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ARS Home » Midwest Area » East Lansing, Michigan » Sugarbeet and Bean Research » Research » Publications at this Location » Publication #309142

Research Project: TECHNOLOGIES FOR QUALITY MEASUREMENT AND GRADING OF FRUITS AND VEGETABLES

Location: Sugarbeet and Bean Research

Title: Measurement of moisture, soluble solids, and sucrose content and mechanical properties in sugar beet using portable visible and near-infrared spectroscopy

Author
item Pan, Leiqing - Nanjing Agricultural University
item Lu, Renfu
item Zhu, Qibing - Jiangnan University
item Mcgrath, J Mitchell - Mitch
item Tu, Kang - Nanjing Agricultural University

Submitted to: Postharvest Biology and Technology
Publication Type: Peer Reviewed Journal
Publication Acceptance Date: 2/22/2015
Publication Date: 3/1/2015
Citation: Pan, L., Lu, R., Zhu, Q., McGrath, J.M., Tu, K. 2015. Measurement of moisture, soluble solids, and sucrose content and mechanical properties in sugar beet using portable visible and near-infrared spectroscopy. Postharvest Biology and Technology. 102:42-50.

Interpretive Summary: Sucrose, soluble solids and moisture content are important traits for sugar beet in breeding selection, postharvest storage, and sugar processing. Moreover, the mechanical properties of beets also have important implications in the design and use of harvest, postharvest handling and processing equipment. The methods currently used to measure these traits or property parameters are destructive or time-consuming, and hence not suitable for evaluating a large number of beets. This research was intended to measure sucrose, soluble solids and moisture content and mechanical properties from whole beets and beet slices, using two portable visible and near-infrared spectrometers covering the spectral regions of 400-1,100 nm and 900-1,600 nm, respectively. Three hundred and ninety eight beets collected from Michigan Sugar Company’s official variety trials in Frankenmuth, MI were used in the experiment. Reference measurements for the property parameters of the beets were made using standard destructive tests. The spectral data acquired for both intact and sliced beets by the two spectrometers were used to develop calibration models for prediction of the property parameters of beets. Both spectrometers gave excellent predictions of moisture, soluble solids and sucrose content for sliced beets with the correlation coefficients of 0.89-0.95. However, prediction accuracies for intact beets were lower, with the correlation coefficients of 0.75-0.85. Poor results were found for predicting the mechanical properties of beets. This research showed that portable visible and near-infrared spectroscopy is potentially useful for rapid assessment of multiple property parameters of sugar beets at harvest and during postharvest handling and processing.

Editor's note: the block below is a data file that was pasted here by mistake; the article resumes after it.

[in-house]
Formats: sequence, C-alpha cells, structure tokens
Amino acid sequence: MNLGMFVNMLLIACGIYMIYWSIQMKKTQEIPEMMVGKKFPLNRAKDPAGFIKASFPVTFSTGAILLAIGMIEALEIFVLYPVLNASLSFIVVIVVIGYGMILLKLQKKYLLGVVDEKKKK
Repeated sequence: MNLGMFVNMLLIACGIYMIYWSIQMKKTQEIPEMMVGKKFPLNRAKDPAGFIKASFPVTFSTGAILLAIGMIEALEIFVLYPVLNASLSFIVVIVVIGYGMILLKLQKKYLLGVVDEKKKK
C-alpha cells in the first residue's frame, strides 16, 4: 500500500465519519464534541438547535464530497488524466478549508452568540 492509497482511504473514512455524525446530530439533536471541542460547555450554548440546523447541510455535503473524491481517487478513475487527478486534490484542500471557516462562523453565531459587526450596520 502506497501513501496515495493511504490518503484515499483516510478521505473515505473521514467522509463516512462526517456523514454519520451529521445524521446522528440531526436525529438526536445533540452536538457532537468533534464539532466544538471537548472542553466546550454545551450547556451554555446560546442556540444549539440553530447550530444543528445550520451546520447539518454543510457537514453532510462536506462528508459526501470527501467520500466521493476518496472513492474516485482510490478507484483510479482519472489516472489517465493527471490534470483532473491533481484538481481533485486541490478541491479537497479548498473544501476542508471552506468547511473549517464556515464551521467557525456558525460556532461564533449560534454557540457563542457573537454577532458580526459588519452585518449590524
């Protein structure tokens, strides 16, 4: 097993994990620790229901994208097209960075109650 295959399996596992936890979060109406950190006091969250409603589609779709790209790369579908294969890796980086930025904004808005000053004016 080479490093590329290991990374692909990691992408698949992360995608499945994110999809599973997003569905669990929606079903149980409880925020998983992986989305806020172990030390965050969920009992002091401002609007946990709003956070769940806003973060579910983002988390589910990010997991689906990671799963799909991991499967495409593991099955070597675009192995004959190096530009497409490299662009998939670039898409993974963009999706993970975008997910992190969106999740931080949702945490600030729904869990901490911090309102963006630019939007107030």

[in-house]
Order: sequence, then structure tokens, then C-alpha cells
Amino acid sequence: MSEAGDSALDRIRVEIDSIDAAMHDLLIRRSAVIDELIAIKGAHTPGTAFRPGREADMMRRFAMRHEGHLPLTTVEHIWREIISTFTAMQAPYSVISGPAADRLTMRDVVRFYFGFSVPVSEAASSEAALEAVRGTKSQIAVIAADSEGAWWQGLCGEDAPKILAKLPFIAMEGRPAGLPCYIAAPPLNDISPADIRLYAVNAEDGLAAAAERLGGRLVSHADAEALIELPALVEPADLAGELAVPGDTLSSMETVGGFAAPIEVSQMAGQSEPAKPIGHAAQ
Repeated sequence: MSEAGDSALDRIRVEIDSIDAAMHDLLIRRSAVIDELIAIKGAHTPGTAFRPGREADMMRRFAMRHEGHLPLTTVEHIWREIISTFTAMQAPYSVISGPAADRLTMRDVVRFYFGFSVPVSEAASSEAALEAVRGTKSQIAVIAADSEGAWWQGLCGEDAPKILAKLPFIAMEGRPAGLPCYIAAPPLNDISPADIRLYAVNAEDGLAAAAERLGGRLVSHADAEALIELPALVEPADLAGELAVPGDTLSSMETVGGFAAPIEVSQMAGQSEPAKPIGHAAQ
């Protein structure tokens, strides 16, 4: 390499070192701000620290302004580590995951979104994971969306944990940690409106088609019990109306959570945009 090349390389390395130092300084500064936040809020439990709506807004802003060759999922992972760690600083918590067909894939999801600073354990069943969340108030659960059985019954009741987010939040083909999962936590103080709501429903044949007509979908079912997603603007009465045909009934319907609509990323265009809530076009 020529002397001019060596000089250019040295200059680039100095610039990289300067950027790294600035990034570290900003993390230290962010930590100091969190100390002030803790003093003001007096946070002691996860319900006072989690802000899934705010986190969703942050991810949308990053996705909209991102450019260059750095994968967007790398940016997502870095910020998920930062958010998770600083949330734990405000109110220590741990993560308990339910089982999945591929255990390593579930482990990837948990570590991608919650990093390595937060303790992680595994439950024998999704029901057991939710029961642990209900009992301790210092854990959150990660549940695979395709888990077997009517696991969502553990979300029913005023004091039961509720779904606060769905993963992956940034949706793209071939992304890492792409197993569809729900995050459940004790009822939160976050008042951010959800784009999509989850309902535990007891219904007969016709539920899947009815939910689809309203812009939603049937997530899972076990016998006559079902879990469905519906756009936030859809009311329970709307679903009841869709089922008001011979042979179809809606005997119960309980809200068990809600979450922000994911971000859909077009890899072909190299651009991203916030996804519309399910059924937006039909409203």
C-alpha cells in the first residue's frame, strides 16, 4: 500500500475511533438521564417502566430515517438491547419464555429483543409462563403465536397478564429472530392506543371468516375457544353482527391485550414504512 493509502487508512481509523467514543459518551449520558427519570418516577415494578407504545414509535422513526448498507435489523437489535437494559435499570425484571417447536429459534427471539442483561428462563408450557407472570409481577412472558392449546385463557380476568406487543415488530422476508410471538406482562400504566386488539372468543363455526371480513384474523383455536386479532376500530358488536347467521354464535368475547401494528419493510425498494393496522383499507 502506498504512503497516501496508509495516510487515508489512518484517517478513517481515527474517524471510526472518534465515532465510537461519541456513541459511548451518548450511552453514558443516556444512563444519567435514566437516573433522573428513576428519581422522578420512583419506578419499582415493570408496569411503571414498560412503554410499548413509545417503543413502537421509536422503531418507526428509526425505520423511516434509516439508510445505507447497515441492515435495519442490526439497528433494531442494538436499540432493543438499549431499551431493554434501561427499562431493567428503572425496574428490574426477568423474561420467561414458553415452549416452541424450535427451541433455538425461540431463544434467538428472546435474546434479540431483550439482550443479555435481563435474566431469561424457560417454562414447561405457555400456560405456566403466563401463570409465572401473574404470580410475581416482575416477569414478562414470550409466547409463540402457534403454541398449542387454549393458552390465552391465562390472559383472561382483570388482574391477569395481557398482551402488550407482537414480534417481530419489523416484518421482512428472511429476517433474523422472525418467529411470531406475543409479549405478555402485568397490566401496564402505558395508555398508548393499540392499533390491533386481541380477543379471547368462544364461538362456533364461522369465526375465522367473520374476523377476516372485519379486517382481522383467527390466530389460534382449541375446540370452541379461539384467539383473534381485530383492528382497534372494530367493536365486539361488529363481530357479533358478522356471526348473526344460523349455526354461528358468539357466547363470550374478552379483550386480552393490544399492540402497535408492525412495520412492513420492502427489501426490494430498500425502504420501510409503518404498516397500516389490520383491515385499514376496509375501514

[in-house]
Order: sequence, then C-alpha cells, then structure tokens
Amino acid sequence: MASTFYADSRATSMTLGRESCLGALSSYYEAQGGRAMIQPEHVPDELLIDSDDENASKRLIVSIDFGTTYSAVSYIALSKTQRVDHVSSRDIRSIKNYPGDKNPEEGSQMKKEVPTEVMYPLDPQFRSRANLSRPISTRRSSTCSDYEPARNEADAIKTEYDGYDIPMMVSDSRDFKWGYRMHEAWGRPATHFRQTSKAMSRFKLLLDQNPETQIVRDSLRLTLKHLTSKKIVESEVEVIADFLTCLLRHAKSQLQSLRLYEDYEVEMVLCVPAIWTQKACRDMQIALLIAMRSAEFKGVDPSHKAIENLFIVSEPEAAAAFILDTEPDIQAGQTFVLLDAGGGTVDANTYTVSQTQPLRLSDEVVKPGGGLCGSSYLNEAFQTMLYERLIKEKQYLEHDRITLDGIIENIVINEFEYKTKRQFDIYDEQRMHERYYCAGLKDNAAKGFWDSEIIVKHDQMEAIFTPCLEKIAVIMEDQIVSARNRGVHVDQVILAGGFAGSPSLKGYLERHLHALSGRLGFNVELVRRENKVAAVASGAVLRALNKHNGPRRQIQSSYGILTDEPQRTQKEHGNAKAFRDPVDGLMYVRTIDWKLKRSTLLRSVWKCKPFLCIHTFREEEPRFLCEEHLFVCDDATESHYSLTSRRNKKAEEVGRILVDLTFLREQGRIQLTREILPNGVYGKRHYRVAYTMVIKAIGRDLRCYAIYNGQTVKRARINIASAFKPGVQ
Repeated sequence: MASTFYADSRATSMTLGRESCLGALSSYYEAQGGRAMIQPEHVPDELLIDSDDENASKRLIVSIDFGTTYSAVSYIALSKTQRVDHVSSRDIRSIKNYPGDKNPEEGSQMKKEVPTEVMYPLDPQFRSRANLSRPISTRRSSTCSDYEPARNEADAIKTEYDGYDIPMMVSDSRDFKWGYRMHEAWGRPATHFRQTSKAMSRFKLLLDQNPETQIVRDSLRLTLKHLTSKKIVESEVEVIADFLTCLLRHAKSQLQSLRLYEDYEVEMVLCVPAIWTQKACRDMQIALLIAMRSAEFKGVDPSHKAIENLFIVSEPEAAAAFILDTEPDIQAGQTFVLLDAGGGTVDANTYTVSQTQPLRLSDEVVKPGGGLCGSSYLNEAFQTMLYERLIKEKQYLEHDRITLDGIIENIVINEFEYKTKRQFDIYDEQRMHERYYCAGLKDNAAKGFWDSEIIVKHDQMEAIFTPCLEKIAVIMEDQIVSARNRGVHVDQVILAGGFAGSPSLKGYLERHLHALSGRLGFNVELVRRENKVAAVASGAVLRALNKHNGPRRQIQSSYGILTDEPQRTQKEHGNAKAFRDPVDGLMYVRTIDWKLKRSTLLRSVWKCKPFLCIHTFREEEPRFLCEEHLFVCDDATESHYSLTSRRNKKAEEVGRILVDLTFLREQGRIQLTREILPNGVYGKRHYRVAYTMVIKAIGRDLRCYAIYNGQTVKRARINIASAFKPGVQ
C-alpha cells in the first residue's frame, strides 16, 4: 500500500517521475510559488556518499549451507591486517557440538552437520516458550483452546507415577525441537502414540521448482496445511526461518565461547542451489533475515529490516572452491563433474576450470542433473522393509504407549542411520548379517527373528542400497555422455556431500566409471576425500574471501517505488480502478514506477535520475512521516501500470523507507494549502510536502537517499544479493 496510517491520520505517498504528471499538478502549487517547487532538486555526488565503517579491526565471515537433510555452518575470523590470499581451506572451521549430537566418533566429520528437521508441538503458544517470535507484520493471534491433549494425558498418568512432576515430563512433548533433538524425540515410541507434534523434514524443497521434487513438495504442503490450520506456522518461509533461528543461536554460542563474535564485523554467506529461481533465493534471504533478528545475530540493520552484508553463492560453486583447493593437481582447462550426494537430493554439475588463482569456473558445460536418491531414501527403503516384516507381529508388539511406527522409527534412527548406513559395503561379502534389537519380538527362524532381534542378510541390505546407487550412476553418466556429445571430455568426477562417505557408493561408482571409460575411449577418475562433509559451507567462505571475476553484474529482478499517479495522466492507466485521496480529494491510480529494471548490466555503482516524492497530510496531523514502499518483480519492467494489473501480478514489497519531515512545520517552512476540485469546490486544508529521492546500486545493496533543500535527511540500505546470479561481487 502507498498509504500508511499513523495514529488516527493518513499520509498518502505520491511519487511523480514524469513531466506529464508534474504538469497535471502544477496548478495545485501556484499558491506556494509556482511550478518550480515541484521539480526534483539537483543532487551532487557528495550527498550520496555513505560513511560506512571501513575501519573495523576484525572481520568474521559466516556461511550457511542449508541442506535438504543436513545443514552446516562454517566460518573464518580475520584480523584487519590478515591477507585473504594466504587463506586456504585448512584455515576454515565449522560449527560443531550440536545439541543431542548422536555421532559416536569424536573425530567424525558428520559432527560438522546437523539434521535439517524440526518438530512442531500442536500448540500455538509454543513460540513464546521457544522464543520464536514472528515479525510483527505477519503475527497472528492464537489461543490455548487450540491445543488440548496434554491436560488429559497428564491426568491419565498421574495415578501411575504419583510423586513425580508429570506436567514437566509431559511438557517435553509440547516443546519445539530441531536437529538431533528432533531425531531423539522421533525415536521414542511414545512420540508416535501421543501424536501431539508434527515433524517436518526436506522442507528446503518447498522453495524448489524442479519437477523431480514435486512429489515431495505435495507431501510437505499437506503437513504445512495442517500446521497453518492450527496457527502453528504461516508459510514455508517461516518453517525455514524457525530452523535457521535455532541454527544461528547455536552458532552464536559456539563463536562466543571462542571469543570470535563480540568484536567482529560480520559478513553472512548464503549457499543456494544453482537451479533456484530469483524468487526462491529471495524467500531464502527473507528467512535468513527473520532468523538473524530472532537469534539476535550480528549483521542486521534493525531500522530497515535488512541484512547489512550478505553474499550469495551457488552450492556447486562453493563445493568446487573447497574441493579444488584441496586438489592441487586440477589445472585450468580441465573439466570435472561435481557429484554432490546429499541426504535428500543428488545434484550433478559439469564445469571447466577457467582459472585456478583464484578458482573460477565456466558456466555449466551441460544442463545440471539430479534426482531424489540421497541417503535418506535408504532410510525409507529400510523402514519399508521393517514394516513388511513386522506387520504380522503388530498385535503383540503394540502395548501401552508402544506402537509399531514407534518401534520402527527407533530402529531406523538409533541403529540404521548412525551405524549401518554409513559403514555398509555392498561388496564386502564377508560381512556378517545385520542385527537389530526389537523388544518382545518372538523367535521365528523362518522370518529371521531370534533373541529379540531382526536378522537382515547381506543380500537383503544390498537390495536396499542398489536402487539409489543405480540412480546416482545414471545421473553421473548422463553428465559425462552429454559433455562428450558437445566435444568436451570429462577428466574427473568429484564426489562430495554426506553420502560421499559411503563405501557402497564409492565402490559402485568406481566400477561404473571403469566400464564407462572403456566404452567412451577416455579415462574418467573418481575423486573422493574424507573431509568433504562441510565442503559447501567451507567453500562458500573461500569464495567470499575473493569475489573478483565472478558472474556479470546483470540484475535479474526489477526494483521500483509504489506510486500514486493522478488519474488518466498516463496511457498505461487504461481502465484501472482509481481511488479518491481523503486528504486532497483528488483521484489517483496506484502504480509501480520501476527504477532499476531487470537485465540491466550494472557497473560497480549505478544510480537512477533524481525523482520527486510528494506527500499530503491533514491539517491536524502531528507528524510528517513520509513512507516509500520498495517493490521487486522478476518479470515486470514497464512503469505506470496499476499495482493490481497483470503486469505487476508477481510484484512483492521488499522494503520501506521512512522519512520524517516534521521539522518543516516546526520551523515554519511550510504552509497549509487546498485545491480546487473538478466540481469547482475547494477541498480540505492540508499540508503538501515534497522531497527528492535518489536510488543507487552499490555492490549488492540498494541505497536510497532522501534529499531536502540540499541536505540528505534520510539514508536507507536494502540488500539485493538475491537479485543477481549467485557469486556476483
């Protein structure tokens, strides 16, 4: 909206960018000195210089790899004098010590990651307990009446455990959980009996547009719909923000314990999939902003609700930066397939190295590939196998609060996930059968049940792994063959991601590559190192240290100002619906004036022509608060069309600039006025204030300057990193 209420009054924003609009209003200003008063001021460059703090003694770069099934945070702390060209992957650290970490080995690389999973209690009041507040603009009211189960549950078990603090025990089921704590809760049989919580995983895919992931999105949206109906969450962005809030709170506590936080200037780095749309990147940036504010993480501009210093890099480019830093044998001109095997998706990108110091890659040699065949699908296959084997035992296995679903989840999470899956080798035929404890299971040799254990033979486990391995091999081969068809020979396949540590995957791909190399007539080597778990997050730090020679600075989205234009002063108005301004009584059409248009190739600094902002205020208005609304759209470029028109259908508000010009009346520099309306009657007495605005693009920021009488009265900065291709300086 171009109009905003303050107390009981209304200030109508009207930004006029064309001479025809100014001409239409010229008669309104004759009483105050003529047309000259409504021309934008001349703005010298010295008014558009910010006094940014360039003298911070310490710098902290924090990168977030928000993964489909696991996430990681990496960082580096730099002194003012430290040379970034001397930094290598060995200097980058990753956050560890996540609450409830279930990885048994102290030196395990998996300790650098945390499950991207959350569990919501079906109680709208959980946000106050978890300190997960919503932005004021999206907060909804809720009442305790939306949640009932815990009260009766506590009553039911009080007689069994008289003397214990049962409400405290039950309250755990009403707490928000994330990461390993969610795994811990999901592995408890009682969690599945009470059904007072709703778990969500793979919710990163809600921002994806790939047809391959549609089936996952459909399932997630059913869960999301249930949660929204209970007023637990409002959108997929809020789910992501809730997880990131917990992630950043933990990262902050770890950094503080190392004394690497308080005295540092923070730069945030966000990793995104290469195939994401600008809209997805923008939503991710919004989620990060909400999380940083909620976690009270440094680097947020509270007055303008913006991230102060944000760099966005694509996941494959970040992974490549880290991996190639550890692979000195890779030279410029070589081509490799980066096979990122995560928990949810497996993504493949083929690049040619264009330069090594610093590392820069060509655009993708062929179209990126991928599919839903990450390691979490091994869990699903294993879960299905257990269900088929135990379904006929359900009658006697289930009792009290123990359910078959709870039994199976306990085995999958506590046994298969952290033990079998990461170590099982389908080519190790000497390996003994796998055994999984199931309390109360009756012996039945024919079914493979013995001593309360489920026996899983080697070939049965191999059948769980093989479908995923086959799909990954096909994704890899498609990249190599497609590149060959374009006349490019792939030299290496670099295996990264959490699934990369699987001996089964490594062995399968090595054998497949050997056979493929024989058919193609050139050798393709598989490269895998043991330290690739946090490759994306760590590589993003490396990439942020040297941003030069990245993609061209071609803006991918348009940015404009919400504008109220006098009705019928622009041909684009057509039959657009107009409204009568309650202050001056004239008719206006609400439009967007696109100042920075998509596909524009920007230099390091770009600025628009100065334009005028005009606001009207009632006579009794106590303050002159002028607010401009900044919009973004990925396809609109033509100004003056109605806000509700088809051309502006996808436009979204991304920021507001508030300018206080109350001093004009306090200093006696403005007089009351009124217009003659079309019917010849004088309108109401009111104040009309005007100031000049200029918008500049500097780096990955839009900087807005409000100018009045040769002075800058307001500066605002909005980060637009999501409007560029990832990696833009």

Technical Abstract: Visible and near-infrared spectroscopy, coupled with partial least squares regression, was used to predict the moisture, soluble solids and sucrose content and mechanical properties of sugar beet. Interactance spectra were acquired from both intact and sliced beets, using two portable spectrometers covering the spectral regions of 400-1,100 nm and 900-1,600 nm, respectively. Both visible and short-wave near-infrared (400-1,100 nm) and near-infrared (900-1,600 nm) spectrometers gave excellent predictions for the moisture, soluble solids and sucrose content of beet slices with the correlations of 0.89-0.95 and the standard errors of prediction (SEP) of 0.60-0.85. Lower prediction accuracies were obtained for intact beets, with the correlation values of 0.75-0.85 and the SEPs of 0.88-1.23. However, the two spectrometers showed a poor ability of predicting the mechanical properties of both beet slices and intact beets. Using simple correlation analysis, we also identified wavelengths that had strong correlation with the measured compositions of sugar beets. The portable visible and near-infrared spectrometry is potentially useful for rapid assessment of the moisture, soluble solids, and sucrose content of sugar beet at harvest and postharvest handling and processing.